an output arm adapted for coupling to a lock mechanism and linearly moveable between a lock position, in which the latch assembly is locked, and an unlock position, in which the latch assembly is unlocked, said output arm including a pair of spaced apart opposed drive surfaces;
an output gear having a pawl formed thereon, said output gear being selectively rotatable about an axis in a first direction to cause said pawl to engage a first one of said drive surfaces to urge said output arm to said lock position, said output gear being selectively rotatable about said axis in a second direction to cause said pawl to engage the other of said drive surfaces to urge said output arm to said unlock position;
a lock actuator housing;
a lock position indicator mounted within said lock actuator housing and sensing the position of said output arm; and
a latch position indicator mounted within said lock actuator housing, said latch position indicator being operatively coupled to said latch assembly and sensing the position of said latch assembly.
6. The lock actuator of claim 5 wherein said output gear is adapted to be rotated to a neutral position wherein said pawl is intermediate of and spaced apart from said pair of drive surfaces.
7. The lock actuator of claim 6 including a first spring engaging said output gear, said first spring acting to urge said output gear toward said neutral position.
8. The lock actuator of claim 5 wherein said pair of drive surfaces are formed by a pair of spaced apart fingers extending laterally outward from said output arm.
9. The lock actuator of claim 8 wherein said pawl defines a diameter and said spaced apart fingers define a distance therebetween which is greater than said diameter defined by said pawl.
10. A lock actuator adapted for use with a lock mechanism for a vehicle latch assembly, the lock actuator comprising:
a housing in which at least a portion of said lock actuator is operatively mounted, said housing having a latching surface;
an output arm adapted for coupling to a lock mechanism, said output arm being axially moveable relative to said housing between a lock position, in which the latch assembly is locked, and an unlock position, in which the latch assembly is unlocked, said output arm including a pair of spaced apart opposed drive surfaces;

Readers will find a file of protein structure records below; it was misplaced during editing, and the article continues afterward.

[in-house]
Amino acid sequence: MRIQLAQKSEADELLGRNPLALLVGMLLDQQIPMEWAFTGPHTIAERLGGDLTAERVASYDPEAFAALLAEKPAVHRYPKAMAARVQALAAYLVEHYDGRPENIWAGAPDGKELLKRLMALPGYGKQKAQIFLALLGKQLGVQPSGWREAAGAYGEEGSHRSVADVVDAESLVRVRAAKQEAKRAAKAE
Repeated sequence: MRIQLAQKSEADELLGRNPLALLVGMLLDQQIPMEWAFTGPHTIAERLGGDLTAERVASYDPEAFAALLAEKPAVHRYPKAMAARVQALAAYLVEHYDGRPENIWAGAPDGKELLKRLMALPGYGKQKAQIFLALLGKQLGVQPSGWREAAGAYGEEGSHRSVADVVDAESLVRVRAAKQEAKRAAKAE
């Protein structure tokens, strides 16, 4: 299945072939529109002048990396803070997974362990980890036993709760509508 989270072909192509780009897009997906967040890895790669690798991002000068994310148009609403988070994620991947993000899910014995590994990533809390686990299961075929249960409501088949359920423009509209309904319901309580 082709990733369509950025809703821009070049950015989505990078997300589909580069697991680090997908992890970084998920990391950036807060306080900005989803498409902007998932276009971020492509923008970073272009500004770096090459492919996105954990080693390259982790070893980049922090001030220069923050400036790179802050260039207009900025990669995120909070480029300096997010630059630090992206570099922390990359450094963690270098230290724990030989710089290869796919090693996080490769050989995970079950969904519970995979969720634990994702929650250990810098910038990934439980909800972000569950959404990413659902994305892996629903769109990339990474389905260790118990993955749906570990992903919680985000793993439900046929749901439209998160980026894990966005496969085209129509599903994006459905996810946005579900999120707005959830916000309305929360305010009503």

a blocking member operatively connected to said output arm, said blocking member operable when said output arm is in said lock position to move between a neutral position and a blocking position, said blocking member engaging said latching surface of said housing in said blocking position to prevent movement of said output arm from said lock position to said unlock position; and
an output gear having a pawl formed thereon, said output gear being selectively rotatable about an axis in a first direction to cause said pawl to engage a first one of said drive surfaces to urge said output arm to said lock position, said output gear being selectively rotatable about said axis in a second direction to cause said pawl to engage the other of said drive surfaces to urge said output arm to said unlock position.
11. The lock actuator of claim 10, wherein said output gear is moveable to a double lock position, said output gear having a cam formed thereon which is adapted to engage said blocking member when said output gear is in said double lock position to urge said blocking member into said blocking position.
12. The lock actuator of claim 11, wherein said output gear is rotatable to said double lock position.
13. The lock actuator of claim 11, including a holding mechanism adapted to retain said output gear in said double lock position.
14. The lock actuator of claim 13, said holding mechanism including a holding member adapted to engage said output gear and a holding spring urging said holding member into engagement with said output gear when said output gear is in said double lock position.
15. The lock actuator of claim 13 wherein said holding spring is an elastomeric ring.
16. The lock actuator of claim 14, wherein said output gear is adapted to be rotated to a neutral position wherein said pawl is between and spaced apart from said pair of drive surfaces, and further including a centering spring engaging said output gear, said centering spring acting to urge said output gear toward said neutral position.
17. A lock actuator adapted for use with a lock mechanism for a vehicle latch assembly, the lock actuator comprising: